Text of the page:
berkeley [0] /bin/df -h /opt/sfw
        Filesystem              Size    Used   Avail Capacity  Mounted on
        10.0.23.181:/usr/sfw    7.0G    1.7G    4.7G    27%    /opt/sfw
        berkeley [0] /bin/ls /opt/sfw
        bin     troy
With our share mounted, again as user 'troy', we try to create another
file (also-mine) on 'berkeley.  This time, it will be to the read-only
exported FS 10.0.23.181:/usr/sfw (mounted at /opt/sfw):
        troy@berkeley [0] /bin/ls -ld /opt/sfw/troy
        drwxr-xr-x  2 troy  sysvuser  512 Mar  3 20:13 /opt/sfw/troy
        troy@berkeley [0] cd /opt/sfw/troy
        troy@berkeley [0] echo "this is also my file" >> also-mine
        su: cannot create also-mine: Read-only file system
The above is to illustrate that export options (ro) from the NFS
server take precedence over the 'mount' options (rw) used by the client.
After the "Read-only" error, we've unmounted both '/opt/sfw' and '/home2'.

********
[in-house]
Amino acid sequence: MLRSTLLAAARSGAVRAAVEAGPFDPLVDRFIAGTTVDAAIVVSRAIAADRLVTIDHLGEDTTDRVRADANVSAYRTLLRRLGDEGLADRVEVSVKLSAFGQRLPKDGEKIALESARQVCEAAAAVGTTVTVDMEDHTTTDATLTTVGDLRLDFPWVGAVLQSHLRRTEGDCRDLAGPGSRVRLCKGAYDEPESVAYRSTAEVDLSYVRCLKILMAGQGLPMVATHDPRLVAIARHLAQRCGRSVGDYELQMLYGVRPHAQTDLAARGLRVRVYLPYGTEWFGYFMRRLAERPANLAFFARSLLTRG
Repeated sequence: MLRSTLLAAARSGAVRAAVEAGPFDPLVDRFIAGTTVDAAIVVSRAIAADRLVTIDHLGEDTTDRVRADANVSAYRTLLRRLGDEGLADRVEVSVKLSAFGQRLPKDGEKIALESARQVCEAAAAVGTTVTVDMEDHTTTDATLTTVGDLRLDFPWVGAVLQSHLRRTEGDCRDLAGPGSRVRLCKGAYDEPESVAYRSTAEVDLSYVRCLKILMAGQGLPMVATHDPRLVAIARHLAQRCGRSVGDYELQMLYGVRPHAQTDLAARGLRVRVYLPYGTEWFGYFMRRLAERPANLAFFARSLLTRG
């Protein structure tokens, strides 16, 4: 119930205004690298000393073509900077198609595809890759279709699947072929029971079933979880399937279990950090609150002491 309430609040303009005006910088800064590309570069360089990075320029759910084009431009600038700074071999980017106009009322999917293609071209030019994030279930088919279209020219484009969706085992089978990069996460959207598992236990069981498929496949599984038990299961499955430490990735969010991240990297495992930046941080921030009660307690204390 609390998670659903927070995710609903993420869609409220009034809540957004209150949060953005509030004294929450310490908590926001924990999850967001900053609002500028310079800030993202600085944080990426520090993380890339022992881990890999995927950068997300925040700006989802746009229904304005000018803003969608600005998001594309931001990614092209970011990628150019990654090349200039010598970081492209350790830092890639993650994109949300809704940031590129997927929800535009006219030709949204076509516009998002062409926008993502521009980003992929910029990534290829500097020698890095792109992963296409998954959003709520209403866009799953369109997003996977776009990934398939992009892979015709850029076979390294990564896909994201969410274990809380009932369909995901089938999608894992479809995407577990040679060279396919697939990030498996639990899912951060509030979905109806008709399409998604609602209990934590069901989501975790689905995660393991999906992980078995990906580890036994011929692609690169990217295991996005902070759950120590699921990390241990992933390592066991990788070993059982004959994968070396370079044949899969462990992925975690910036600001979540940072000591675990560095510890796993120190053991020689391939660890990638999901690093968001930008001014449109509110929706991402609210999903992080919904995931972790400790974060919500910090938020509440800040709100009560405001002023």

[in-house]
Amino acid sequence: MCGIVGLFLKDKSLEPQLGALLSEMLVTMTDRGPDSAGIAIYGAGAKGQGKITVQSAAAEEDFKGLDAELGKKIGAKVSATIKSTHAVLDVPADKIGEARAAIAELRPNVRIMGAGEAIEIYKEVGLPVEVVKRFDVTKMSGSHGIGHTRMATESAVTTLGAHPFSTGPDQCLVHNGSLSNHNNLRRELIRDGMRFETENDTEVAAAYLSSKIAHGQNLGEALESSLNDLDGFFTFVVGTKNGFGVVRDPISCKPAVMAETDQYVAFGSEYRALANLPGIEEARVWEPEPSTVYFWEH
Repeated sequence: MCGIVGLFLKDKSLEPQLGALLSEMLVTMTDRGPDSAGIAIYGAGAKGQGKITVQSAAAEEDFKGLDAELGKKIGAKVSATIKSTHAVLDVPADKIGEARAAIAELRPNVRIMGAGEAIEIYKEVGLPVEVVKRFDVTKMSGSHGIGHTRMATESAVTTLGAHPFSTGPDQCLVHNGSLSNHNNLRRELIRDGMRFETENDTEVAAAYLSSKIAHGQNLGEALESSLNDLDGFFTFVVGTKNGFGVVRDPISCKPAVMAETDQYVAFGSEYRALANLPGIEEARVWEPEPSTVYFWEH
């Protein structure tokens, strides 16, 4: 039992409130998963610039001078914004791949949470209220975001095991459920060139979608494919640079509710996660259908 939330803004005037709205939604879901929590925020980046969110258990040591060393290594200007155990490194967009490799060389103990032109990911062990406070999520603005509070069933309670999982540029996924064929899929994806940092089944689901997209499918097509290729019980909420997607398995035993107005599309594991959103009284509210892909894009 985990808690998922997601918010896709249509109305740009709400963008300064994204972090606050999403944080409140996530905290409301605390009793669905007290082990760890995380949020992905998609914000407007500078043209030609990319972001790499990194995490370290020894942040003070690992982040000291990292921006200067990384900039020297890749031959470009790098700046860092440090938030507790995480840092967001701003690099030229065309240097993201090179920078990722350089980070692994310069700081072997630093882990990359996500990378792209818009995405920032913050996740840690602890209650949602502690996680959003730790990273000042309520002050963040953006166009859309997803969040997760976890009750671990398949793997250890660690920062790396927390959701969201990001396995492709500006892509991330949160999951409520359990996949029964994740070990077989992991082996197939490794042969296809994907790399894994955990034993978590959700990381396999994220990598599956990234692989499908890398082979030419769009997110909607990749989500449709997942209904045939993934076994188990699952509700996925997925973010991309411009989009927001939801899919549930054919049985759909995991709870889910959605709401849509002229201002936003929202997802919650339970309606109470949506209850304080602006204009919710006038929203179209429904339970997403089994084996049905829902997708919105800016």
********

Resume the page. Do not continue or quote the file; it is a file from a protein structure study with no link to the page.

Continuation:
Rather than manually mounting an NFS share each time the host reboots,
I've added an entry to '/etc/fstab' on the last line below for '/home2':
        berkeley [0] /sbin/umount /opt/sfw
        berkeley [0] /sbin/umount /home2
        berkeley [0] /bin/cat /etc/fstab
        # Device                Mountpoint      FStype  Options         Dump    Pass#
        /dev/da0s1b             none            swap    sw              0       0
        /dev/da0s1a             /               ufs     rw              1       1
        /dev/da0s1d             /var            ufs     rw              2       2
        /dev/acd0               /cdrom          cd9660  ro,noauto       0       0
        10.0.23.181:/home       /home2          nfs     rw,bg,intr      0       0
Assuming we no longer need any of our configured shares, after our
clients have unmounted them, we can stop sharing our exported filesystems.
To do so, simply comment our their entries in '/etc/exports' and reload
'mountd' as seen earlier.  The 'showmount' below verifies all exported
FS have been unshared:
        beastie [0] /usr/bin/showmount -e
        Exports list on localhost:

NOTES

Note 1: The details provided herein do not take into account any potential
    security issues and assume access via a local LAN segment.

Note 2:
    server
        rpcbind         manages RPC connections, converts RPC program